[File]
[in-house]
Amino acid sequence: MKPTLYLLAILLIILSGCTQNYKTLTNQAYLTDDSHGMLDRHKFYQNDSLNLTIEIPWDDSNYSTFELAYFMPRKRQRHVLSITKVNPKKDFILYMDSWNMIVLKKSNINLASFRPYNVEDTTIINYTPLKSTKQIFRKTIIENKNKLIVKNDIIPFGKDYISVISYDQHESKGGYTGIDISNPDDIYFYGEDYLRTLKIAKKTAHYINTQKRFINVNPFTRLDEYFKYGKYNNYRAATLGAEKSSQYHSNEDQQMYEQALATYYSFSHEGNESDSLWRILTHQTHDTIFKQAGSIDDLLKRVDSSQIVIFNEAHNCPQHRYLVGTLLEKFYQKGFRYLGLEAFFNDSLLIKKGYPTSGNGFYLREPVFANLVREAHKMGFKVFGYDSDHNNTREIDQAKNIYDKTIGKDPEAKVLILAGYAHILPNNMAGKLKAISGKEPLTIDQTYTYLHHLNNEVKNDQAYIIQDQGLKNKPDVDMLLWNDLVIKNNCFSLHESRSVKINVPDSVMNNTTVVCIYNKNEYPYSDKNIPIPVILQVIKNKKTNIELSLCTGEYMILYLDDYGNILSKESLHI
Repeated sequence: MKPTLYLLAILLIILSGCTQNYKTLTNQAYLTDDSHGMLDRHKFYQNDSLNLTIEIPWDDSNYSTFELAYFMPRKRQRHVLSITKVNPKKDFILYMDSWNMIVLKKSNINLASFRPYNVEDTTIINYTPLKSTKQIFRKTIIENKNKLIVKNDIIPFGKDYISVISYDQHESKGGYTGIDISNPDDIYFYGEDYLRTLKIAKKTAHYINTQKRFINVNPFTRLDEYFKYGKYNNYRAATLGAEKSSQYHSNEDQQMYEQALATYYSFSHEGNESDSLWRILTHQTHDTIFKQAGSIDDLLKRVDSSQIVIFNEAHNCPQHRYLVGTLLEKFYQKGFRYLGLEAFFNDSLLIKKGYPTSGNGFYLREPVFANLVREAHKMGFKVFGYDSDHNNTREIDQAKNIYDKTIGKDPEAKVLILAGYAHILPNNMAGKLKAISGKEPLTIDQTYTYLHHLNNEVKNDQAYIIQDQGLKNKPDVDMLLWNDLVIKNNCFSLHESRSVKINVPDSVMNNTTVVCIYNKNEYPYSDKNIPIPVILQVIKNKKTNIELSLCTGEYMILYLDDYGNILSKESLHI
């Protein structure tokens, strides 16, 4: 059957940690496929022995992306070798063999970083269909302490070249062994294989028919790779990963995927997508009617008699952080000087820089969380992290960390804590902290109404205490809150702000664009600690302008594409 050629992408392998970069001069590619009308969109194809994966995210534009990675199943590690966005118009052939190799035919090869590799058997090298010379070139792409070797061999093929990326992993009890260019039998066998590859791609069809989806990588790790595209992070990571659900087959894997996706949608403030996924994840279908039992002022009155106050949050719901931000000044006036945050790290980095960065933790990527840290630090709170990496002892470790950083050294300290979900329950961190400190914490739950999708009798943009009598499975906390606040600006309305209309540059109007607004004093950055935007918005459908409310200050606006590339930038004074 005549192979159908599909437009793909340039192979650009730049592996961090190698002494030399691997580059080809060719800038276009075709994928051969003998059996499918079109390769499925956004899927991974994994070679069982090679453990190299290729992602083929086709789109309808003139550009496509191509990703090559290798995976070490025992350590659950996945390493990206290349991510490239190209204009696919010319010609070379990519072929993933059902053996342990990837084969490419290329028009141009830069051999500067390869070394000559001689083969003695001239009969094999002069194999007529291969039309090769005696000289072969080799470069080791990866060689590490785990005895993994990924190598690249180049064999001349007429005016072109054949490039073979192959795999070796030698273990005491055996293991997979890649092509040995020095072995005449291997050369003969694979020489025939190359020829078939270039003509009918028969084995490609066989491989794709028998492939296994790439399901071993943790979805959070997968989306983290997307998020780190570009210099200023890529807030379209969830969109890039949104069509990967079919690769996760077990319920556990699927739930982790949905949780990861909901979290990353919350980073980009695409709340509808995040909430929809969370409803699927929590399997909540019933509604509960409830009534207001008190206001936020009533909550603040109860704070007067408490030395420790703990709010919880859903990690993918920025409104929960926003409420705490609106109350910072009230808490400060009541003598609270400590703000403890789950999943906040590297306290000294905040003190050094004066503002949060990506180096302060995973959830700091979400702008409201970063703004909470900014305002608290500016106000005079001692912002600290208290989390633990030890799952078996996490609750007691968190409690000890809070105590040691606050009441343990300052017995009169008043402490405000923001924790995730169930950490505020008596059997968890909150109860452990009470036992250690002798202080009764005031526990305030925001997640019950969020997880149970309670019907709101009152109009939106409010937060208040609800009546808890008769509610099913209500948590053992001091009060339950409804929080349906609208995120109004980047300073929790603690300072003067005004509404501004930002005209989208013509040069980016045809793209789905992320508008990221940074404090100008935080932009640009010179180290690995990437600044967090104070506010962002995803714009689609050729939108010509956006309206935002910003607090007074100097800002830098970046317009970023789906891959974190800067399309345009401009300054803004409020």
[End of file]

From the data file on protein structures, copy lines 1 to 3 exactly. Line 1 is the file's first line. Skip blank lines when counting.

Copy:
[in-house]
Amino acid sequence: MKPTLYLLAILLIILSGCTQNYKTLTNQAYLTDDSHGMLDRHKFYQNDSLNLTIEIPWDDSNYSTFELAYFMPRKRQRHVLSITKVNPKKDFILYMDSWNMIVLKKSNINLASFRPYNVEDTTIINYTPLKSTKQIFRKTIIENKNKLIVKNDIIPFGKDYISVISYDQHESKGGYTGIDISNPDDIYFYGEDYLRTLKIAKKTAHYINTQKRFINVNPFTRLDEYFKYGKYNNYRAATLGAEKSSQYHSNEDQQMYEQALATYYSFSHEGNESDSLWRILTHQTHDTIFKQAGSIDDLLKRVDSSQIVIFNEAHNCPQHRYLVGTLLEKFYQKGFRYLGLEAFFNDSLLIKKGYPTSGNGFYLREPVFANLVREAHKMGFKVFGYDSDHNNTREIDQAKNIYDKTIGKDPEAKVLILAGYAHILPNNMAGKLKAISGKEPLTIDQTYTYLHHLNNEVKNDQAYIIQDQGLKNKPDVDMLLWNDLVIKNNCFSLHESRSVKINVPDSVMNNTTVVCIYNKNEYPYSDKNIPIPVILQVIKNKKTNIELSLCTGEYMILYLDDYGNILSKESLHI
Repeated sequence: MKPTLYLLAILLIILSGCTQNYKTLTNQAYLTDDSHGMLDRHKFYQNDSLNLTIEIPWDDSNYSTFELAYFMPRKRQRHVLSITKVNPKKDFILYMDSWNMIVLKKSNINLASFRPYNVEDTTIINYTPLKSTKQIFRKTIIENKNKLIVKNDIIPFGKDYISVISYDQHESKGGYTGIDISNPDDIYFYGEDYLRTLKIAKKTAHYINTQKRFINVNPFTRLDEYFKYGKYNNYRAATLGAEKSSQYHSNEDQQMYEQALATYYSFSHEGNESDSLWRILTHQTHDTIFKQAGSIDDLLKRVDSSQIVIFNEAHNCPQHRYLVGTLLEKFYQKGFRYLGLEAFFNDSLLIKKGYPTSGNGFYLREPVFANLVREAHKMGFKVFGYDSDHNNTREIDQAKNIYDKTIGKDPEAKVLILAGYAHILPNNMAGKLKAISGKEPLTIDQTYTYLHHLNNEVKNDQAYIIQDQGLKNKPDVDMLLWNDLVIKNNCFSLHESRSVKINVPDSVMNNTTVVCIYNKNEYPYSDKNIPIPVILQVIKNKKTNIELSLCTGEYMILYLDDYGNILSKESLHI